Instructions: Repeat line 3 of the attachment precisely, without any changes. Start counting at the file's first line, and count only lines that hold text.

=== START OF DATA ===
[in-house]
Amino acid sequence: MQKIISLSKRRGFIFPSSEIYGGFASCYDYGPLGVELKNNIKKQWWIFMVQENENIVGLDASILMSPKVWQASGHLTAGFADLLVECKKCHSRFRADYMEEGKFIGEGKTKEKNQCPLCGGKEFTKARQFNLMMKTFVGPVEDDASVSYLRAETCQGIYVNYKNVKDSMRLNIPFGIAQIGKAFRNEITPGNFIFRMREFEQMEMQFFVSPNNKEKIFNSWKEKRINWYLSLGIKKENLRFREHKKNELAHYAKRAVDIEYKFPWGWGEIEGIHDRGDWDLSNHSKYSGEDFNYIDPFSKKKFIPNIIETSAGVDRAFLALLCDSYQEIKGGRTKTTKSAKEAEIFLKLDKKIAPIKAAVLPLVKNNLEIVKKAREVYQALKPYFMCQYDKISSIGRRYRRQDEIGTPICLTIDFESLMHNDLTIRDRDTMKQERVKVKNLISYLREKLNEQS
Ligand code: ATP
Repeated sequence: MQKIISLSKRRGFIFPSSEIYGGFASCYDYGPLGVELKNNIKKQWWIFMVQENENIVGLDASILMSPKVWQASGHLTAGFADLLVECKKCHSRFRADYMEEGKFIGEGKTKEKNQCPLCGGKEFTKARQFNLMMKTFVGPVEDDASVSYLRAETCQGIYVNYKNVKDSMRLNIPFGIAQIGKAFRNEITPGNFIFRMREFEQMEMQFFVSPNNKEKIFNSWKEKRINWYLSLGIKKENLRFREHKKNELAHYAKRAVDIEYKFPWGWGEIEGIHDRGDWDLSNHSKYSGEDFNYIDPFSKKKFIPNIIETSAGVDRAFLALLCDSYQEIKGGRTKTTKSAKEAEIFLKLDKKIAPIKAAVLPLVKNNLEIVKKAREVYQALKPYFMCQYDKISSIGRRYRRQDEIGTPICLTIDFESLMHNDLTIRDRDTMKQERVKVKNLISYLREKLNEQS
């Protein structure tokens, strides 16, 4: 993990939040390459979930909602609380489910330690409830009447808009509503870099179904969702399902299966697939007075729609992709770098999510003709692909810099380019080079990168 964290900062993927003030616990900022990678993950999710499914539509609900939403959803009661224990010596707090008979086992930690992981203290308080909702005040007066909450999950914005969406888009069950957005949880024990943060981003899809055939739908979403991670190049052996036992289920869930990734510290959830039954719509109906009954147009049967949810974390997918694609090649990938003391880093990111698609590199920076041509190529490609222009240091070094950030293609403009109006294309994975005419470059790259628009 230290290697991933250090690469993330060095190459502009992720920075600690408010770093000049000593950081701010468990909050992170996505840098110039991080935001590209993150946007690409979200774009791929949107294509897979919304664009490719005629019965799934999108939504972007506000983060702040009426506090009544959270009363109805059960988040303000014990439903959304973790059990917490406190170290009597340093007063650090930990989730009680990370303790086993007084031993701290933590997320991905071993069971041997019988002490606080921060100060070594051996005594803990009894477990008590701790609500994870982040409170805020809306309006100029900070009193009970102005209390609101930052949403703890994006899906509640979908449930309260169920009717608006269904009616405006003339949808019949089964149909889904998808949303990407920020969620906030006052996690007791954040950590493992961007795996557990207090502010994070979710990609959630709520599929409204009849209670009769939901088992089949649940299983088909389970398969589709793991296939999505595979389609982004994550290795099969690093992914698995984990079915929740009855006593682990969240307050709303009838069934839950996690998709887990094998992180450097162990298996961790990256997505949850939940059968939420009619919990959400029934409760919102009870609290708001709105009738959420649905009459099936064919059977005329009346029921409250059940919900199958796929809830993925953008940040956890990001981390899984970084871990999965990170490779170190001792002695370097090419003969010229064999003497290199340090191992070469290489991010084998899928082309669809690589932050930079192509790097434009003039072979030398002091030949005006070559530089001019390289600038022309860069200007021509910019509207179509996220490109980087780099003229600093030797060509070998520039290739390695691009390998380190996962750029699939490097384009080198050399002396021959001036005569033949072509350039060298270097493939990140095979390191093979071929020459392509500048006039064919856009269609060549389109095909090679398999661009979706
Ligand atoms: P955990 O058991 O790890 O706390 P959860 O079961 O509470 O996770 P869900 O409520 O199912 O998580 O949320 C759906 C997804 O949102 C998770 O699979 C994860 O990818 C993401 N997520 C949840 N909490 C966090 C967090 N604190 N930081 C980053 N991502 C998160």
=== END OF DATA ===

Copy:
Ligand code: ATP